Well, yesterday, I was at a cemetery.  Yesterday, my family gathered at Maple Sheyenne Cemetery to dedicate my brother’s gravestone. For those who might not know, my brother died very suddenly at the end of July in Colorado.  So, we gathered on Saturday to dedicated and bless the stone that covers the place his ashes are buried, using a beautiful liturgy from the Anglican Prayer Book of New Zealand.

After the service, we stood around talking a bit and looking at the nearby stones. As my family was looking at my father’s gravestone, they realized that, on the back of it, there is my inscription.

OK. You know what… Maybe I am a bit morbid. I actually have my gravestone inscribed already. Yeah, that might be a bit morbid.

Actually, no. It’s just practical.  I had the inscription put on it not long after I went through cancer about twelve years ago.

As we were looking it, I realized that one thing I had always intended to have inscribed on it was a very popular Anglo-Catholic inscription. At my seminary, Nashotah House, in the cemetery there, many of the stones carried a very brief, but beautiful epitaph:

Jesu, Mercy.

And I’ve always wanted that inscription on my stone as well.  Because I love that phrase.

Jesu, Mercy.

I love it because I really love that word, Mercy. It’s an incredible word.

Mercy.

And it’s one that I think sums up so many of the prayers we pray. Certainly, the prayers I pray. In those moments in which I am overwhelmed or exhausted or simply don’t know what to pray, I often find myself just praying, Jesus, have mercy on me.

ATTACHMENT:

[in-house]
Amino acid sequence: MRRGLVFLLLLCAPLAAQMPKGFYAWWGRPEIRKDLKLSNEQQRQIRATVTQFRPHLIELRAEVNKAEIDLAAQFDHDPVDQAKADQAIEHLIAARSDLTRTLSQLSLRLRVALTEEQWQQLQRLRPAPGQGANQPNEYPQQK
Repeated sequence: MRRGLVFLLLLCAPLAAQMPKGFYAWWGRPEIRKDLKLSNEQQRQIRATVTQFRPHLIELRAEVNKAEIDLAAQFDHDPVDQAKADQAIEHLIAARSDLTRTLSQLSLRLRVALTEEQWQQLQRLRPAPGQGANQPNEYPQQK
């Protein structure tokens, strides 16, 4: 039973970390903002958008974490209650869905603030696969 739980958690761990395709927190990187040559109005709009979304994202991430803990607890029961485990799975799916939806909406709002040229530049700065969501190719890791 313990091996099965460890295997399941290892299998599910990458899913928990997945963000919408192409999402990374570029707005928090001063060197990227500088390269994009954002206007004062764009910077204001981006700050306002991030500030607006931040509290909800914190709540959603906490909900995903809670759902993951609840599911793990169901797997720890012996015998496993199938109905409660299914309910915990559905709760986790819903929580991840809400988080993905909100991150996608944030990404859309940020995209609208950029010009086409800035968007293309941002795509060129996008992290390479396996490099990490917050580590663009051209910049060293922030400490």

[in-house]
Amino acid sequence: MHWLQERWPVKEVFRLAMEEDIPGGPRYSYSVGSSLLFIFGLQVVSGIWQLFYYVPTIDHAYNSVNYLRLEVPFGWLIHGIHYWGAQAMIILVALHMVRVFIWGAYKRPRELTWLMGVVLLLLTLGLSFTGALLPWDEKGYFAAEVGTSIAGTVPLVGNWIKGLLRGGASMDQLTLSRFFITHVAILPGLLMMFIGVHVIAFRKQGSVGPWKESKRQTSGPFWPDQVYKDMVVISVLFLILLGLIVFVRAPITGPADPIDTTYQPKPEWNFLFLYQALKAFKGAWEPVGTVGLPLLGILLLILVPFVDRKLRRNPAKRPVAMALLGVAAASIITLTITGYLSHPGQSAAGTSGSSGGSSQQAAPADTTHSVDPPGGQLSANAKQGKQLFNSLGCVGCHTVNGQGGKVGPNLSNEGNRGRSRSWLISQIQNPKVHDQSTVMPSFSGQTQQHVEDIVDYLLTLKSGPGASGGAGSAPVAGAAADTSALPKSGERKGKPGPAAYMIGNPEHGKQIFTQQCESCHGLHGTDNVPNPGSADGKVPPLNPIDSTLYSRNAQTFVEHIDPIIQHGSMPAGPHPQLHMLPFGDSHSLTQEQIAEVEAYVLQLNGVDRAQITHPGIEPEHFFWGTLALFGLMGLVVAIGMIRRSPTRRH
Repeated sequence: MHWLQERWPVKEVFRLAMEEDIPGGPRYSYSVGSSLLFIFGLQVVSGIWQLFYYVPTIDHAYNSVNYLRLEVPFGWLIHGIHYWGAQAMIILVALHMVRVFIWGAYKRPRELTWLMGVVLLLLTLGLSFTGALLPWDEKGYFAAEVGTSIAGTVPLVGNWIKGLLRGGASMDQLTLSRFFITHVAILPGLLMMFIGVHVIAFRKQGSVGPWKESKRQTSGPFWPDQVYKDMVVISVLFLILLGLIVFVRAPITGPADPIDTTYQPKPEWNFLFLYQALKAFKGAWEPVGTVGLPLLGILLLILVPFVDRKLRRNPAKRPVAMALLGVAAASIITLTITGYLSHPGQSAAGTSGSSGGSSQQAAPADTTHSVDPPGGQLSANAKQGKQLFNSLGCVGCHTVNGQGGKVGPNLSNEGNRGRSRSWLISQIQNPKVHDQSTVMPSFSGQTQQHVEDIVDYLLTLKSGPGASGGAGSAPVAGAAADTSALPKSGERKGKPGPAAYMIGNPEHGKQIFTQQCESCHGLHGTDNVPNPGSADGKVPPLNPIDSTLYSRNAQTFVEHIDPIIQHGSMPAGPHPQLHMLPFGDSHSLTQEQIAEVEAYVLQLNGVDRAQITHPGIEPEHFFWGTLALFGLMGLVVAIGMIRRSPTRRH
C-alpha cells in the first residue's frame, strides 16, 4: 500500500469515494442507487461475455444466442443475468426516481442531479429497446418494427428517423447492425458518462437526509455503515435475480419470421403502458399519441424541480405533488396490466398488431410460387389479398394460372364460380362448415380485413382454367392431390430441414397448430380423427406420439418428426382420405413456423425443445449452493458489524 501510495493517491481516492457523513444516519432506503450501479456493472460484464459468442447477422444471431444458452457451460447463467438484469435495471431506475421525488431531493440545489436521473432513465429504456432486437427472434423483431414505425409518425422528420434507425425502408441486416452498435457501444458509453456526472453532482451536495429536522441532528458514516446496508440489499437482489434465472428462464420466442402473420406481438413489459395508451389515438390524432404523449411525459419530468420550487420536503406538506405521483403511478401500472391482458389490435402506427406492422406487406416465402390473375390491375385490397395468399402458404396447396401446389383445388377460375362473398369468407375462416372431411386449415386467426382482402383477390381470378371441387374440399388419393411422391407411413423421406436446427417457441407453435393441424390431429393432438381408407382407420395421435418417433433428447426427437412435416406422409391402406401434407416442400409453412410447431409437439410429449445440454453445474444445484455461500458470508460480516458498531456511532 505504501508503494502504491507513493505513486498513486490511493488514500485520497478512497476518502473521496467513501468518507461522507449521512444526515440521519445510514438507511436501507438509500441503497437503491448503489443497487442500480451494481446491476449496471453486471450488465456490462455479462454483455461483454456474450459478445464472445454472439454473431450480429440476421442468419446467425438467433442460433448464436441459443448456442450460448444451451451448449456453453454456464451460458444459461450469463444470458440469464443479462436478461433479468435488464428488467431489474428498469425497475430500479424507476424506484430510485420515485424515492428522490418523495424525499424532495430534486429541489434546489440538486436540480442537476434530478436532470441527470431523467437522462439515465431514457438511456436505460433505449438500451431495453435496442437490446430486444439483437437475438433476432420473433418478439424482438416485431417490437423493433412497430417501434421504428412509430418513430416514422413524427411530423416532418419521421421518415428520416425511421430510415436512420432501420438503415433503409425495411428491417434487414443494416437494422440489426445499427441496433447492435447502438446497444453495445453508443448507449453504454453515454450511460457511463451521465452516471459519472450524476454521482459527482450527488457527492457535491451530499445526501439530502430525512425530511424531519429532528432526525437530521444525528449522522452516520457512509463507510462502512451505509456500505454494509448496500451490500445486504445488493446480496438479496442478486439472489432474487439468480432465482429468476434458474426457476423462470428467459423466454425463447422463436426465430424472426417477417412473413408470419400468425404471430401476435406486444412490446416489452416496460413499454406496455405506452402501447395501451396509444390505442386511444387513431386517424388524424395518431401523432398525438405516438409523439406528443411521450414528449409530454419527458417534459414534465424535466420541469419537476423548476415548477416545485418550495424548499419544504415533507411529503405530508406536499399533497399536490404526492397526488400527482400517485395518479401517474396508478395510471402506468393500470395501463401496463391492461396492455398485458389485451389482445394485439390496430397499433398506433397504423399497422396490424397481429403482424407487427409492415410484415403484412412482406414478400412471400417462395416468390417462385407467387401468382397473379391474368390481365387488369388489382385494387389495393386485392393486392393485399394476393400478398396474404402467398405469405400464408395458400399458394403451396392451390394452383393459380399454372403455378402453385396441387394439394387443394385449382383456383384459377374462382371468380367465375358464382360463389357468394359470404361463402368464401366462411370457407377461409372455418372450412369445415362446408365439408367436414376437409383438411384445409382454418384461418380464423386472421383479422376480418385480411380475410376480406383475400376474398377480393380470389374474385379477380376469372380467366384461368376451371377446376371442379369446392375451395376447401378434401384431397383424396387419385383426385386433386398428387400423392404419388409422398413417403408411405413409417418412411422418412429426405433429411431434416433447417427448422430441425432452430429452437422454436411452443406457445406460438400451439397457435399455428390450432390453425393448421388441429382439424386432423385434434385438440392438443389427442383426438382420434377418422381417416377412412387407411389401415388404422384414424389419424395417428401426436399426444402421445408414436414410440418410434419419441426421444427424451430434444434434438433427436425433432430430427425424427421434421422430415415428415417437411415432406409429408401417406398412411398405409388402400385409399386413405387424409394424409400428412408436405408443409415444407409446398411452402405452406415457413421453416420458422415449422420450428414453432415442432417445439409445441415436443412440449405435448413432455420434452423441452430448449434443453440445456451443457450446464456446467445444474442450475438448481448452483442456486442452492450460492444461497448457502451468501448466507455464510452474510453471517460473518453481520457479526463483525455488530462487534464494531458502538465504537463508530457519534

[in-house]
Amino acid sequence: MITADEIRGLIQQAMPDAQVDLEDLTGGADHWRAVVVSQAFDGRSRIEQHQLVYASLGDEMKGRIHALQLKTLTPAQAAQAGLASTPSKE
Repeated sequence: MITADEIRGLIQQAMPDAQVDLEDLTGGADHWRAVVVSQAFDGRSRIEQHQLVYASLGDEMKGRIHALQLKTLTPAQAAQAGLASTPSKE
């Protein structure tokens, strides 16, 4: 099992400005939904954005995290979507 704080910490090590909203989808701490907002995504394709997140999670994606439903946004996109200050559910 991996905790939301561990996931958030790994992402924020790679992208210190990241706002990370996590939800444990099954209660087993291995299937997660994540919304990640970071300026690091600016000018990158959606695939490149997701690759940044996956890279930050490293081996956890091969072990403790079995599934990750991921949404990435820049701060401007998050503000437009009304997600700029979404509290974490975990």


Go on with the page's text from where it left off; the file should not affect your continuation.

Today, in our Gospel reading, we find that word, Mercy, in a very prominent place. In fact the prayer the leper prays to Jesus is the pray any of, in our deepest moment of moments, finds ourselves praying.

“Jesus, Master, have mercy on me!”

And he does.  We see, in our Gospel reading today, mercy in action.  And it is wonderful.  These lepers are healed.

But, before we lose track of this story, let’s take a little deeper look.  Now, first of all, we need to be clear about who lepers were in that day. Lepers were unclean according to Jewish Law. But they were worse than that. They were contagiously unclean. And their disease was considered a very severe punishment for something. So, to even engage these lepers was a huge deal.

But, the real interesting aspect of this story is what you might not have noticed. The lepers themselves are interesting. There are, of course, ten of them. Nine lepers who were, it seems, children of Israel. And one Samaritan leper.